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Czechs flock to register partnerships

Tony Grew January 3, 2007

Gay rights activists in the Czech Republic have spoken of their delight at the number of gay and lesbian couples that have registered their partnerships.

The central European state, which joined the EU three years ago, became the first former Soviet Bloc country to allow gay unions.

Since the new laws were adopted in July last year, over 200 gay unions have been registered.

Although the Czech Republic is regarded as one of the more liberal of the newer EU members, the partnership legislation proved controversial.

It was rejected by the country’s Parliament four times and when it did finally pass in December 2005, it was vetoed by President Vaclav Klaus.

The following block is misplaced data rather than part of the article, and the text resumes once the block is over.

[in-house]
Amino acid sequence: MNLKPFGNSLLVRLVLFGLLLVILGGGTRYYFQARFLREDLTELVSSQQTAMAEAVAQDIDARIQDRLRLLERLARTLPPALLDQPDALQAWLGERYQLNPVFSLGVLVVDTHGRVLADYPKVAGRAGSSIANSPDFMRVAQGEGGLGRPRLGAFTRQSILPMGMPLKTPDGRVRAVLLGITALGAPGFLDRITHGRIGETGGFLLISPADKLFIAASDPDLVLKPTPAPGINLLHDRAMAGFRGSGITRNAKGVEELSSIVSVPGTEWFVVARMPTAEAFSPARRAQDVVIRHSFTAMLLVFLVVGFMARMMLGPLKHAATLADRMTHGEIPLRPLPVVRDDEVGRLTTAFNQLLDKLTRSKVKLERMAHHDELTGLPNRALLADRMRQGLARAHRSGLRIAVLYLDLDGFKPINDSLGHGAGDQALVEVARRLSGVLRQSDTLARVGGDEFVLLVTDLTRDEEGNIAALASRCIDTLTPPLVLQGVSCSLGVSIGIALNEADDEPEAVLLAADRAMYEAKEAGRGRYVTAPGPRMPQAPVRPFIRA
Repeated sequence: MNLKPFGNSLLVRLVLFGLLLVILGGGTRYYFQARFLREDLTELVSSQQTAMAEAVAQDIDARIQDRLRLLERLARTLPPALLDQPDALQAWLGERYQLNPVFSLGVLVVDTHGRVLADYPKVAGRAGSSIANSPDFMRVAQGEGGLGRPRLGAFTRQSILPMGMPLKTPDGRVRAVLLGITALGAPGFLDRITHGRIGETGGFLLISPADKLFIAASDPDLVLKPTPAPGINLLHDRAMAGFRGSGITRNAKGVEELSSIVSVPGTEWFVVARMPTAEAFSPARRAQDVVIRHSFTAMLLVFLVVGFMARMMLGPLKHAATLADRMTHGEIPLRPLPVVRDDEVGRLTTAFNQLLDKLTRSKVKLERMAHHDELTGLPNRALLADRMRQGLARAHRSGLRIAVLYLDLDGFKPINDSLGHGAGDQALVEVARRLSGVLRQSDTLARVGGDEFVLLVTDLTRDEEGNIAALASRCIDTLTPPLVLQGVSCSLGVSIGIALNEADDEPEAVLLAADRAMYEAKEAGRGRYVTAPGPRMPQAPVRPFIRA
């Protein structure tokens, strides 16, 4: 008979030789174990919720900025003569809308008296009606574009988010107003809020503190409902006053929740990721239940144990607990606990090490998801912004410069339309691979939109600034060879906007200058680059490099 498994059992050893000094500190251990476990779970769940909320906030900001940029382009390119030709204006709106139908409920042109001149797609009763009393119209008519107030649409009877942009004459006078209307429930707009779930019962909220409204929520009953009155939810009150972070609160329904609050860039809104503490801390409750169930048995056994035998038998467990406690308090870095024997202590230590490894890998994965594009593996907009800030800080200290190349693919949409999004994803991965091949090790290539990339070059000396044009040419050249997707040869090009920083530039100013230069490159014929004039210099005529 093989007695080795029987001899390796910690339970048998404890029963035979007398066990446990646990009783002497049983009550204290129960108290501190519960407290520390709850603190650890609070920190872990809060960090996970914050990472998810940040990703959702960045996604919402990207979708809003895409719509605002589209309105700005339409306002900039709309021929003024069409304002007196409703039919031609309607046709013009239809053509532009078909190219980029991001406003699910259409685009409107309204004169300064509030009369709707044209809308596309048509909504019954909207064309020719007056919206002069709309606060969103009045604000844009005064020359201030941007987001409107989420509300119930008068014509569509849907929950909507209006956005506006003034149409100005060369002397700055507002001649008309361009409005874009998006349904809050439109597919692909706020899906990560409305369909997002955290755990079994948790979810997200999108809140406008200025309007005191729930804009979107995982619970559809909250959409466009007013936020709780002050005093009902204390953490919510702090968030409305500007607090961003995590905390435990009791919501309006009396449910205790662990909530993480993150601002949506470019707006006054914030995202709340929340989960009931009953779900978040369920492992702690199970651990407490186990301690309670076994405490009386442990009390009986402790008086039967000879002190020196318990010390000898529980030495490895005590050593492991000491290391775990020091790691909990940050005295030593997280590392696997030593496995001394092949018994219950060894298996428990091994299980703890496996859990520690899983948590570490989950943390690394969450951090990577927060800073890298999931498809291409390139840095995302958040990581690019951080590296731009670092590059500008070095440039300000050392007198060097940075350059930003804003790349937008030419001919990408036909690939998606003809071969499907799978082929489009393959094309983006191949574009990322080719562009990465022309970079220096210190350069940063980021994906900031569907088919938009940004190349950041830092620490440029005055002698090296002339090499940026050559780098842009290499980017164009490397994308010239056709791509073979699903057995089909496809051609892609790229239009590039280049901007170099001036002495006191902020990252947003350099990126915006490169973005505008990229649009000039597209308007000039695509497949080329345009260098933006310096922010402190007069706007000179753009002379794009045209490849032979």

Jiri Hromada, president of pressure group Gay Iniciativa, said on a statement on their website that, “our organization will be dissolved after 17 years, because it has achieved its essential objectives.”

Registered partnerships grant some of the rights of a marriage, including, inheritance, hospital, spousal privilege, and alimony rights, but do not allow adoption, widow’s pension, or joint property rights.

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